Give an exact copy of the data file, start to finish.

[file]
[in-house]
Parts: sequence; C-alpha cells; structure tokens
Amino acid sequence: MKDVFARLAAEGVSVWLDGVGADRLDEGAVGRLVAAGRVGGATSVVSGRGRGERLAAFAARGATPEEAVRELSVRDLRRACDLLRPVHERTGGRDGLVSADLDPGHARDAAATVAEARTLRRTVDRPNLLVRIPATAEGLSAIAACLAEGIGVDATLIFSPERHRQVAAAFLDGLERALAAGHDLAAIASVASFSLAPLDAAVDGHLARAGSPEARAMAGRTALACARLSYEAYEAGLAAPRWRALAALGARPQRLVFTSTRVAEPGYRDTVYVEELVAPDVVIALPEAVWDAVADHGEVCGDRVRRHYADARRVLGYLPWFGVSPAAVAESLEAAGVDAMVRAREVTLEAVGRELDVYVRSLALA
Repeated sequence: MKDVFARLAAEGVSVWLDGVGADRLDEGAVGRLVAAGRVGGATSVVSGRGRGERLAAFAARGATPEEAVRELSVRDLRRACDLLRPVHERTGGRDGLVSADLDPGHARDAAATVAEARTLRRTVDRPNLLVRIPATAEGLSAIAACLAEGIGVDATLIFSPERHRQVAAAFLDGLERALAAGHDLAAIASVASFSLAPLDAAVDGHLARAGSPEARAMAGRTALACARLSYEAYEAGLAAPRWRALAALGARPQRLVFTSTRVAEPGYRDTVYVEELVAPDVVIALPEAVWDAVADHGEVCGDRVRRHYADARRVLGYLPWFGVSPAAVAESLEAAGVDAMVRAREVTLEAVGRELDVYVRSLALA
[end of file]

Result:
[in-house]
Parts: sequence; C-alpha cells; structure tokens
Amino acid sequence: MKDVFARLAAEGVSVWLDGVGADRLDEGAVGRLVAAGRVGGATSVVSGRGRGERLAAFAARGATPEEAVRELSVRDLRRACDLLRPVHERTGGRDGLVSADLDPGHARDAAATVAEARTLRRTVDRPNLLVRIPATAEGLSAIAACLAEGIGVDATLIFSPERHRQVAAAFLDGLERALAAGHDLAAIASVASFSLAPLDAAVDGHLARAGSPEARAMAGRTALACARLSYEAYEAGLAAPRWRALAALGARPQRLVFTSTRVAEPGYRDTVYVEELVAPDVVIALPEAVWDAVADHGEVCGDRVRRHYADARRVLGYLPWFGVSPAAVAESLEAAGVDAMVRAREVTLEAVGRELDVYVRSLALA
Repeated sequence: MKDVFARLAAEGVSVWLDGVGADRLDEGAVGRLVAAGRVGGATSVVSGRGRGERLAAFAARGATPEEAVRELSVRDLRRACDLLRPVHERTGGRDGLVSADLDPGHARDAAATVAEARTLRRTVDRPNLLVRIPATAEGLSAIAACLAEGIGVDATLIFSPERHRQVAAAFLDGLERALAAGHDLAAIASVASFSLAPLDAAVDGHLARAGSPEARAMAGRTALACARLSYEAYEAGLAAPRWRALAALGARPQRLVFTSTRVAEPGYRDTVYVEELVAPDVVIALPEAVWDAVADHGEVCGDRVRRHYADARRVLGYLPWFGVSPAAVAESLEAAGVDAMVRAREVTLEAVGRELDVYVRSLALA